If you hadn't noticed, Brent and WTI crude oil were pretty correlated historically, but since 2011, something weird happened.
Brent crude oil started to move up, while WTI crude oil was flat (Chart 1). This is mainly caused by the increased oil supply in North Dakota due to the applied technique called "fracking." This increased oil supply drove down the WTI crude oil price, while Brent crude oil (tied to the Gulf Coast) has increased.
(click to enlarge)
|Chart 1: Brent VS. Crude|
There are companies who are benefiting from this divergence due to cost advantages. This is especially true for those refiners located in the Midwest, for example, Marathon Petroleum Corp (MPC). As this divergence continues, you could buy these refiners, as they use cheap WTI crude oil to refine it to high end products. With no major pipelines in sight, I expect this divergence to continue.
(click to enlarge)
|Chart 2: Marathon Petroleum Corp|
Today, that divergence has gone to the stratosphere again, and I think it's an opportunity for investors to benefit from this divergence. Brent crude oil now costs $119/barrel, and WTI crude oil costs $96/barrel. That's a difference of $23/barrel, or $0.55 per gallon. That's possibly a 20% divergence you can bet on, based on today's oil prices. I expect that in time, several pipeline projects will start up to increase export capacity of this WTI crude oil. This will normalize the WTI crude oil price back to the Brent crude oil price. As we all know, the Brent crude oil price is tied globally, so I expect the WTI crude oil price to go higher rather than the Brent crude oil price to drop.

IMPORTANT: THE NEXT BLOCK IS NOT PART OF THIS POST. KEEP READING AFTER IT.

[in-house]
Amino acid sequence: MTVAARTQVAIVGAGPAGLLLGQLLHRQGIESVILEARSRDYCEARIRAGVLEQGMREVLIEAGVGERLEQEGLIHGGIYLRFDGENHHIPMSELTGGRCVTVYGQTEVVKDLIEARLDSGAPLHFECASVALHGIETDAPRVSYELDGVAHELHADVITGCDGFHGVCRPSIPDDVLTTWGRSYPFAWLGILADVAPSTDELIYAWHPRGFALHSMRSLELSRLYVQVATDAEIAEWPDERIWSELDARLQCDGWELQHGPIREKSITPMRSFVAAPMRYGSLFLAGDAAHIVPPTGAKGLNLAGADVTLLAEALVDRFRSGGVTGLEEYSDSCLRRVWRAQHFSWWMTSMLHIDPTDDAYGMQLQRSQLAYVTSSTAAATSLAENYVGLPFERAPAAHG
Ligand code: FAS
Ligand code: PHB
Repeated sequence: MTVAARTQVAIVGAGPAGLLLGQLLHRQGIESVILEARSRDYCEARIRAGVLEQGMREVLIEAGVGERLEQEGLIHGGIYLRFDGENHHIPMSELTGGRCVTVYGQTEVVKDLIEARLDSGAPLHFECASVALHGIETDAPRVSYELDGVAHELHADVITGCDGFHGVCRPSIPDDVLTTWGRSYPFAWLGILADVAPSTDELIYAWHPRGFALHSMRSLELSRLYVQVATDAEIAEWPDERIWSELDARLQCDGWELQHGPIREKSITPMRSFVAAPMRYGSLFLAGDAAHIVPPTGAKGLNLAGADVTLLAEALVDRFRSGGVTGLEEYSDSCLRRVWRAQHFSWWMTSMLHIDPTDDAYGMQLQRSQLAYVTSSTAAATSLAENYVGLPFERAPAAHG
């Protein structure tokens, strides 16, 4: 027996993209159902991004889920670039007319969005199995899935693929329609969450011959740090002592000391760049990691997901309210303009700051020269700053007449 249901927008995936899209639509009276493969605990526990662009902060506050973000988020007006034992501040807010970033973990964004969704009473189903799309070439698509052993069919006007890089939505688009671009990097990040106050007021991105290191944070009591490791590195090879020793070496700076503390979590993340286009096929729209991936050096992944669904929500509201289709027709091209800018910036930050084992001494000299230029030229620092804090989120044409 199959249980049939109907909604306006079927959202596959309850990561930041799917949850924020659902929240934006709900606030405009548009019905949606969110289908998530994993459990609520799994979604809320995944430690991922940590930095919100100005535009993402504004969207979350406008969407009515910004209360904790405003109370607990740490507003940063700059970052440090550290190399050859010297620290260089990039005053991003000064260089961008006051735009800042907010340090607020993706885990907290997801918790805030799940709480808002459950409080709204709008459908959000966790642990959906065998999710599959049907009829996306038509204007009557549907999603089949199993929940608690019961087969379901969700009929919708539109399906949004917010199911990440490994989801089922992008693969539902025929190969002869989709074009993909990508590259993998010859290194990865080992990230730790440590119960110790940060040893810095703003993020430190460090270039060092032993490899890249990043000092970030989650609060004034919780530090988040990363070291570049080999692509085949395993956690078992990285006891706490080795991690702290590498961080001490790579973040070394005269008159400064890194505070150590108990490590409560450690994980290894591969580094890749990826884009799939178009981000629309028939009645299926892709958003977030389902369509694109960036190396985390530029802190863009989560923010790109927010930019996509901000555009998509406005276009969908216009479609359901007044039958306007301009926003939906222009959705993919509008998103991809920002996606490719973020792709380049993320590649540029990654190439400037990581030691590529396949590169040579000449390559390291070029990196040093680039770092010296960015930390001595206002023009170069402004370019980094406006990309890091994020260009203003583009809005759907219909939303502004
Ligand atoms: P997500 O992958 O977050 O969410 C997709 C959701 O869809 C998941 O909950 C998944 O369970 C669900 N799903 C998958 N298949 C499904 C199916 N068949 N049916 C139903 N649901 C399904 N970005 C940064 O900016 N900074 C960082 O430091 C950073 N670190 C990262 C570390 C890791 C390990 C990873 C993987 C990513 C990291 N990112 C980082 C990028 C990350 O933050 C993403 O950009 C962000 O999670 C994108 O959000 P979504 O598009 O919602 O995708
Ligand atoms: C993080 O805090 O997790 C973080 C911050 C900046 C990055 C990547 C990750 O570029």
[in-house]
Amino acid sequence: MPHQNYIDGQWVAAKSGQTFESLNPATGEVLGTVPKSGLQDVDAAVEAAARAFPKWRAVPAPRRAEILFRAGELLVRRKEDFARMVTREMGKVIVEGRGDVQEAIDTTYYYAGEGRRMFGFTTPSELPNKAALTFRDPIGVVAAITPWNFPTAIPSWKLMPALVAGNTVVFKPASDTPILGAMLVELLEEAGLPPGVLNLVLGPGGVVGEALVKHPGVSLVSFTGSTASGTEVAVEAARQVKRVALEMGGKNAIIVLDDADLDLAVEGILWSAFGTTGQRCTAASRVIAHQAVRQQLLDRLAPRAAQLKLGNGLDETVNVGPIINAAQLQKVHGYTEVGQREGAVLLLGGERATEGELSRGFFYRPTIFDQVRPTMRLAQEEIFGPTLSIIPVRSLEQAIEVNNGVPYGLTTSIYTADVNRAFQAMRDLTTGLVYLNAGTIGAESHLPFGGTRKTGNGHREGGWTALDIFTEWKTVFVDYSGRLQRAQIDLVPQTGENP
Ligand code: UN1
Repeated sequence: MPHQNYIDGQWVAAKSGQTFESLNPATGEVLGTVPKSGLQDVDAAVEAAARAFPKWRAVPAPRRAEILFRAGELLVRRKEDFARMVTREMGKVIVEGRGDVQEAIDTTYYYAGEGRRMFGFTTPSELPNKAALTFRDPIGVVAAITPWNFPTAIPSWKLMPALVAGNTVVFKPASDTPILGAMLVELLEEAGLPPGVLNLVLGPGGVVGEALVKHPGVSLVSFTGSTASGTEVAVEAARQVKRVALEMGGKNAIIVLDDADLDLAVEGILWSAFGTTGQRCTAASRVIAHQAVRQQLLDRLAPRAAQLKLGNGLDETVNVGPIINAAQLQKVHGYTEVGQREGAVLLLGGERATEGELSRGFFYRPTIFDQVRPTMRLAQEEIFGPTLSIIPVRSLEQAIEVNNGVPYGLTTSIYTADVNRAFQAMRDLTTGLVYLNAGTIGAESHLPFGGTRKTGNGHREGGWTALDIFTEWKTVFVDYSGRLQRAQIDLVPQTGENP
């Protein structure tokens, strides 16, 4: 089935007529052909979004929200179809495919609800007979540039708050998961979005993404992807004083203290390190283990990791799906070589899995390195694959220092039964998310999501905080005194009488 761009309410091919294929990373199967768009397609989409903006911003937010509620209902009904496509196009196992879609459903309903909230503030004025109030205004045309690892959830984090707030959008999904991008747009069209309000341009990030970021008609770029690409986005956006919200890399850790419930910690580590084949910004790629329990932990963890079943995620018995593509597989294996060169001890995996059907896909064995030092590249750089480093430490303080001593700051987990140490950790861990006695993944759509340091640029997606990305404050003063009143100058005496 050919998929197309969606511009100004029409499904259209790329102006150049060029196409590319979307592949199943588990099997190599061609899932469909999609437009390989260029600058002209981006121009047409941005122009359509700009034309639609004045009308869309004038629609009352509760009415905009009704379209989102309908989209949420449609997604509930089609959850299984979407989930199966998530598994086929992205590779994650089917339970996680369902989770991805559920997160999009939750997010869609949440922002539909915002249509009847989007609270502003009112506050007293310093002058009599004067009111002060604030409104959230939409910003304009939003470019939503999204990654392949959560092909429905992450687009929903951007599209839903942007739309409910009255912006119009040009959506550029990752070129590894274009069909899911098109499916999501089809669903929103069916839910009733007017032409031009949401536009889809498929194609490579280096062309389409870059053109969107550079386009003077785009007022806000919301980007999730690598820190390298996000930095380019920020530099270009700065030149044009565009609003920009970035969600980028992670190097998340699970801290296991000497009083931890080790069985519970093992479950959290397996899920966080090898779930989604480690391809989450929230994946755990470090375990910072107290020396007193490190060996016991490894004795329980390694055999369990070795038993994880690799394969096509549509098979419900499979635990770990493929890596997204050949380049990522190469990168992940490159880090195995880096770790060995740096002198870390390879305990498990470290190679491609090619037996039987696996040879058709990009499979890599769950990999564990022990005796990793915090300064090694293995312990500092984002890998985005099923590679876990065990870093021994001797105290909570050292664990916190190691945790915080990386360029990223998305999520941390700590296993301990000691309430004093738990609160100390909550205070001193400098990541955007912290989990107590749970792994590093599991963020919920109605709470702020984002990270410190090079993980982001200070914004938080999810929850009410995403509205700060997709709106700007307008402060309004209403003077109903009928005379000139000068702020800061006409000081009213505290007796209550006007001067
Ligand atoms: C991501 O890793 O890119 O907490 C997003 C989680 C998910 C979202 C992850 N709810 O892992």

If you know that this divergence will normalize eventually, you can either buy WTI crude oil or sell Brent crude oil. This is the technique of arbitrage. As I'm positive WTI crude oil will go up in the future, I suggest buying WTI crude oil (CRUD).